Last week I spoke with two executive coaching clients who had recently concluded that, in order to reach their professional goals, they would need to leave their current organizations. Both felt, for different reasons, that their work environments were holding them back. Although they had only been in their current positions for a short time, they were ready to go back out on a job search to find new jobs that better fit their needs.
When a work situation is beyond repair or a work culture is a mismatch, seeking a new job is often advisable. What struck me about these two clients’ accounts, though, was how complimentary they were of their managers. Both spoke in glowing terms about the relationships they had with their managers and how effectively their managers led and supported their teams. This is not something I hear often, particularly from professionals who feel that their best option is to leave their companies.
What surprised me even further was that neither of them had spoken to his manager about his concerns. Despite the rave reviews, each felt that talking with his manager was a futile idea. In their minds, there was nothing the manager could do to improve the situation.
It’s certainly possible that there truly was nothing the managers could do. Even the best managers only have so much control over environmental factors that influence their employees. But isn’t it at least worth a try?
Managers like these professionals described are, sadly, all too rare. While they might find other benefits in a new work environment, they will be hard pressed to find leaders that possess their current managers’ leadership qualities.
When you find a great manager, it’s a shame to walk away prematurely.
If you’ve already determined that you’re willing to leave your job and find another career opportunity, why not express your concerns to your manager? You might be surprised. It’s difficult to find good talent and it’s disruptive to the business to recruit, on-board and train new employees. No manager wants to lose a valuable team member if they don’t have to. If they understand your concerns, they might find a way to accommodate your needs.
For example, I recently worked with a client who was frustrated in her role. She believed that she deserved a promotion to a higher-level title but was reluctant to talk to her boss about it. She assumed that, had her boss wanted to promote her, he would have done so already.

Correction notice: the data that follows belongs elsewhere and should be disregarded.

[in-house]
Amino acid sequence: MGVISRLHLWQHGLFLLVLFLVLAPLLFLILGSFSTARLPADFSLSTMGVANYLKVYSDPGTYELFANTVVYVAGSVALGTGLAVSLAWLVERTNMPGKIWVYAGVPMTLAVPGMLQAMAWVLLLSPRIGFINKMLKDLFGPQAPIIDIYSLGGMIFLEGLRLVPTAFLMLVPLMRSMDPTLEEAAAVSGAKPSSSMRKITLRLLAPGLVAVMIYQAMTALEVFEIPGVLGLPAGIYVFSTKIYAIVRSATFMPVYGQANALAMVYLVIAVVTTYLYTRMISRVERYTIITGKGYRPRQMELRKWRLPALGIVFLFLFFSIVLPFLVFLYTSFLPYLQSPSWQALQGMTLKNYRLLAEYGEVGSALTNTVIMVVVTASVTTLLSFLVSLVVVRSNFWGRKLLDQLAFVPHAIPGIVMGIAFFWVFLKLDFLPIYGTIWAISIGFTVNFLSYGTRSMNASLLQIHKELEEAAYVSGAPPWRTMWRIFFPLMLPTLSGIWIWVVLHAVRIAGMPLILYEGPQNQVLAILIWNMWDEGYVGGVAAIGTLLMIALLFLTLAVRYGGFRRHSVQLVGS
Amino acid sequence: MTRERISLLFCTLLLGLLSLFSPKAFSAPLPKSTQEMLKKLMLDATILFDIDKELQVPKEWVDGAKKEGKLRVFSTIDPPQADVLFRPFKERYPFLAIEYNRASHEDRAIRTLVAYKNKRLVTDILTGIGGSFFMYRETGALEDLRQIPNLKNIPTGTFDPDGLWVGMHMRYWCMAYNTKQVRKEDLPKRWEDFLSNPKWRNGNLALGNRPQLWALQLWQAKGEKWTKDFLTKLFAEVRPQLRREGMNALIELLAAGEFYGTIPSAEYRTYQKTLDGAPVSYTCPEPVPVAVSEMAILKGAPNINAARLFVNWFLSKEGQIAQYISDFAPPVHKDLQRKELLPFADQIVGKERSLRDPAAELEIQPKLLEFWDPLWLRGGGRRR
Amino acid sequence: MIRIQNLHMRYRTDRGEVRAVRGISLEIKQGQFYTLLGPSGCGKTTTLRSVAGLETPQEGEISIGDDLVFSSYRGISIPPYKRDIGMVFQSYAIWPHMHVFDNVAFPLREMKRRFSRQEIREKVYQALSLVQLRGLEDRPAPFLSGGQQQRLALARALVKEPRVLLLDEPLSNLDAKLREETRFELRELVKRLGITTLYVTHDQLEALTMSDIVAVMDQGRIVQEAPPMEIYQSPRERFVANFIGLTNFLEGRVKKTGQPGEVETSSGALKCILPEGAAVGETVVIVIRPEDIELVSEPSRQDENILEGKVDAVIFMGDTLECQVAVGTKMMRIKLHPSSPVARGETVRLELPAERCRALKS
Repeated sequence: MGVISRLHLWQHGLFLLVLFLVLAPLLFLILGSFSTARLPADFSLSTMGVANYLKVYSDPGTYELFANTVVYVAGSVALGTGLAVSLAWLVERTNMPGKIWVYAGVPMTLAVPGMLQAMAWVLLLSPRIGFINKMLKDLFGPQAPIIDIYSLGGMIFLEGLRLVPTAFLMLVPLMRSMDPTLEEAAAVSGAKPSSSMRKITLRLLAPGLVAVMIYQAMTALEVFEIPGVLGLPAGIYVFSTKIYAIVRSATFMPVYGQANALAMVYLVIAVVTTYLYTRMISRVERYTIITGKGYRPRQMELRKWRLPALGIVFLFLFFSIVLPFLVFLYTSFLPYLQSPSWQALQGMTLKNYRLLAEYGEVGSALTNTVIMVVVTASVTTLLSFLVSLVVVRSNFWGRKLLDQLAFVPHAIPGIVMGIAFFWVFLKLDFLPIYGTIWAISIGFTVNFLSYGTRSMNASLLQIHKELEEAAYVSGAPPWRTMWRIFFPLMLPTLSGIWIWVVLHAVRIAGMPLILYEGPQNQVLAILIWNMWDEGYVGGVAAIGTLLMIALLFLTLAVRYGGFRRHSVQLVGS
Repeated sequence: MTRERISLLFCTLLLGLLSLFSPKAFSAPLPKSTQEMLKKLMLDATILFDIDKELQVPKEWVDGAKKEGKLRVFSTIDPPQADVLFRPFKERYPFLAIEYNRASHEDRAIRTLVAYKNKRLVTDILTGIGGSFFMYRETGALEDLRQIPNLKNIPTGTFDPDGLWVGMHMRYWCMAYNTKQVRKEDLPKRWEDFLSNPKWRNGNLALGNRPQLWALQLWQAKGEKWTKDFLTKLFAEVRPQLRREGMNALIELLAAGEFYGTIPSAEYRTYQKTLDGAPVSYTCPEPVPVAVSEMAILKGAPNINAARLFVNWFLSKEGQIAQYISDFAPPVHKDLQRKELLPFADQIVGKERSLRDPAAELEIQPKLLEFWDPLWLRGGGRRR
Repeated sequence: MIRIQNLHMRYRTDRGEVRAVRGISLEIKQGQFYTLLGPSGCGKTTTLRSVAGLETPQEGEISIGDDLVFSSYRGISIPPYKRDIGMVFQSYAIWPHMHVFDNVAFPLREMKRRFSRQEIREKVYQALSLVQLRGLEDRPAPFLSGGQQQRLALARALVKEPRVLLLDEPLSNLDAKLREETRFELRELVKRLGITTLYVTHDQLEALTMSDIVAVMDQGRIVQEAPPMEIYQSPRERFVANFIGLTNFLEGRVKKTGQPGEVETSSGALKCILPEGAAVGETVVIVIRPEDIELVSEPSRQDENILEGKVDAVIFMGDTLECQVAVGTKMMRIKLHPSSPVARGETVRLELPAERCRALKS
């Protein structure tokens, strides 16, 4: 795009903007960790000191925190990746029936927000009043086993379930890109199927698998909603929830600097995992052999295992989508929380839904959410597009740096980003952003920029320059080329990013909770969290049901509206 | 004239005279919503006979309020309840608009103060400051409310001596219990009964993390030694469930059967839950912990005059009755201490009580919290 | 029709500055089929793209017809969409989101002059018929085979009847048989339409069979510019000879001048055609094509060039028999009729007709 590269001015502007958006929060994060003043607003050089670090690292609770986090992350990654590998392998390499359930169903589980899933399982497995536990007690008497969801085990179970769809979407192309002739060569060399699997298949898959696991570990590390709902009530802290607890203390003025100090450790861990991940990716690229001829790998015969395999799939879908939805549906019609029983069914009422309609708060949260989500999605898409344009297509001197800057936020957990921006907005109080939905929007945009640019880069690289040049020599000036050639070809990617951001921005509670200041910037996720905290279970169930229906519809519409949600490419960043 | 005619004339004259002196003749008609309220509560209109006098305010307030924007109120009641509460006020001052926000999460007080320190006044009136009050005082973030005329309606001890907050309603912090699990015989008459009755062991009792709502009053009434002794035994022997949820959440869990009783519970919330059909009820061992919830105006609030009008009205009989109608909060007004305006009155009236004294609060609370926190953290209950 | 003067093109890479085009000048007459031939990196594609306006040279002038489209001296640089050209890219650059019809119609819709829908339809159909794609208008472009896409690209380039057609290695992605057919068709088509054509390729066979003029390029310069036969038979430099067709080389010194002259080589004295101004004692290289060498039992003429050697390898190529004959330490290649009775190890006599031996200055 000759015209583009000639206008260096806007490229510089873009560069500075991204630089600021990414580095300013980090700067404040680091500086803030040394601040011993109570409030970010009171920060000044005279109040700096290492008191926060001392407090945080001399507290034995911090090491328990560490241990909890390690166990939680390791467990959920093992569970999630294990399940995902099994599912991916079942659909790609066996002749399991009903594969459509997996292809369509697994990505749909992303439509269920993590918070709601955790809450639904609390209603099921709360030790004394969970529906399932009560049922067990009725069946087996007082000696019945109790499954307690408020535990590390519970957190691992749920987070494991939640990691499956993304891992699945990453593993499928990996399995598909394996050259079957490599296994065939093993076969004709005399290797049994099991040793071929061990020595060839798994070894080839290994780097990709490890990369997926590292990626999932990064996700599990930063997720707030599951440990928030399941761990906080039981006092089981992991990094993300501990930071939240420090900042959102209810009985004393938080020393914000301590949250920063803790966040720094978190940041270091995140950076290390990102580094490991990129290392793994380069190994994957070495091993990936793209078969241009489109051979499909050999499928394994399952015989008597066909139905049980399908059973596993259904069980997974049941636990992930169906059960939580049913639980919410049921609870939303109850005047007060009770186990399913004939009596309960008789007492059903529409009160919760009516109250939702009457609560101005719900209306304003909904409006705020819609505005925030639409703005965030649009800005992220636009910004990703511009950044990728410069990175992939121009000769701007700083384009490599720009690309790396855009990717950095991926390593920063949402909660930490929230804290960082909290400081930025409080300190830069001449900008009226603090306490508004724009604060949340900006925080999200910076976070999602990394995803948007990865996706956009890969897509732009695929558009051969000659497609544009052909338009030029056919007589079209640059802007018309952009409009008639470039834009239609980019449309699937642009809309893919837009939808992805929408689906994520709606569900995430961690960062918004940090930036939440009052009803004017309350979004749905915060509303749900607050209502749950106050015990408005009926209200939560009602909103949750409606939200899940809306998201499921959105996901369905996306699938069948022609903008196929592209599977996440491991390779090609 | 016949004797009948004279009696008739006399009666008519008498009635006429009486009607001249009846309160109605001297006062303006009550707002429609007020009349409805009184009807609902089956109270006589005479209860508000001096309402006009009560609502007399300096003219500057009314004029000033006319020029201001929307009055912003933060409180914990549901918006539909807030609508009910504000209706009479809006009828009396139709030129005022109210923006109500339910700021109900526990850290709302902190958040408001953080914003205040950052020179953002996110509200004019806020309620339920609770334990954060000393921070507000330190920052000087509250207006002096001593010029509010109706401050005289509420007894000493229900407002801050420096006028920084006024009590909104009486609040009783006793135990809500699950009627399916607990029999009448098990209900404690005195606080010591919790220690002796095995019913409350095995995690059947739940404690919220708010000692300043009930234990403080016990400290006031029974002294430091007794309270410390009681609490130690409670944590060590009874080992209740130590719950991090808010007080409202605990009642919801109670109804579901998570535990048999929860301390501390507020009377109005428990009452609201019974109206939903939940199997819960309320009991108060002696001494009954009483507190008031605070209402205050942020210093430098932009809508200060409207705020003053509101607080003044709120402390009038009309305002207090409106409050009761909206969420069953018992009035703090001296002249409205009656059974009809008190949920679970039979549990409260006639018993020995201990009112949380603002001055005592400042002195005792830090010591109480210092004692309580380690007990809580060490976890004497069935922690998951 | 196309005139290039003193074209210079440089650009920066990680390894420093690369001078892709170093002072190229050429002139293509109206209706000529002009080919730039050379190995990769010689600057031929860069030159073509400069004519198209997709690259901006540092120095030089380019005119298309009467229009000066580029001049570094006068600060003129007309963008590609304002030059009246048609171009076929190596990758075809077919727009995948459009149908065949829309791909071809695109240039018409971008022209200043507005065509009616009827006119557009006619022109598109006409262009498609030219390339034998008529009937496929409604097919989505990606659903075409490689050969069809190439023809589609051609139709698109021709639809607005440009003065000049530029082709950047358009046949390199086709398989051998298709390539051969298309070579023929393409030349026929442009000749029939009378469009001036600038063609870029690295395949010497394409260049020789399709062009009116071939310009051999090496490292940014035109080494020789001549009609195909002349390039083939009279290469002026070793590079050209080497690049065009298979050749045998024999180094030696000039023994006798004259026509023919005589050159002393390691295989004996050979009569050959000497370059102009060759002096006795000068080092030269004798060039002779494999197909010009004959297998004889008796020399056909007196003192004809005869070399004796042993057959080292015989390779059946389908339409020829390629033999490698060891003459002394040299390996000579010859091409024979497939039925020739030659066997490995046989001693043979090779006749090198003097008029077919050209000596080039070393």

Her first thought was to leave her company and find a higher-level role elsewhere. There were a lot of advantages to staying in her current organization, however. She genuinely enjoyed the work she did and had established herself as a well respected resource across the organization. She also had highly strategic internal and external relationships that she was hesitant to leave.
Rather than look for a new job, she crafted a business justification for a promotion and developed a plan for how to articulate it to her boss. After role-playing and building her confidence with me, she spoke with her boss and was very quickly granted the promotion she requested. Had she left her organization instead, this would have been a missed opportunity for her and her leadership team.
Before you jump to conclusions about what is possible in your current position, take the following steps:
1. Do your homework
Think about what it is you’d like to change, i.e. your title, work schedule, or specific environmental factors, and try to find others who have successfully negotiated similar changes. For example, is there another colleague, even in a different department, who works from home a couple of days per week? Or is there someone who has recently stepped into a new leadership position?
Try to learn more about the circumstances surrounding these changes. Is the colleague willing to share with you how he/she approached the situation? Or is there information available elsewhere? If no concrete examples exist, are there influential people within the organization who can provide insights into whether or not the company would support the type of change you’re seeking.
2. Plan for your discussion
Before approaching your manager with your request, think through what you’d like to say. These types of discussions can often feel intimidating or anxiety provoking, so don’t try to wing it. Be thoughtful about how you position your request and how it will benefit the organization. For example, my client who requested a title change spoke about the benefits this would have on others as well. She indicated that a higher title would give her greater credibility and status when interacting with key stakeholders, which would benefit her entire team. And it would give her external clients/constituents the respect of being assigned a higher-level internal contact.
Be prepared for the possibility of objections. What types of questions might your manager ask and how will you respond to them? Do you anticipate any pushback? The more you can prepare for this in advance, the more confident you’ll feel in the discussion.
3. Approach your manager strategically
Be mindful of your timing and approach. If your manager is facing a stressful deadline, this might not be the best time to raise your concerns. Or if you’re behind on an important project, complete all outstanding deliverables before making your request. Choose the right time and setting to have a thoughtful and candid discussion with your manager.
Be honest with your manager about how important this is to you. Don’t make threats or issue ultimatums but let him/her know how strongly you feel about this issue. If you manage the discussion with respect and professionalism, what have you got to lose? You’ve already decided that you’re willing to transition to a new opportunity, remember?
If your current job is not meeting your needs, don’t make an impulsive decision to look for something new. Take your case to your manager before concluding that your only option is to leave.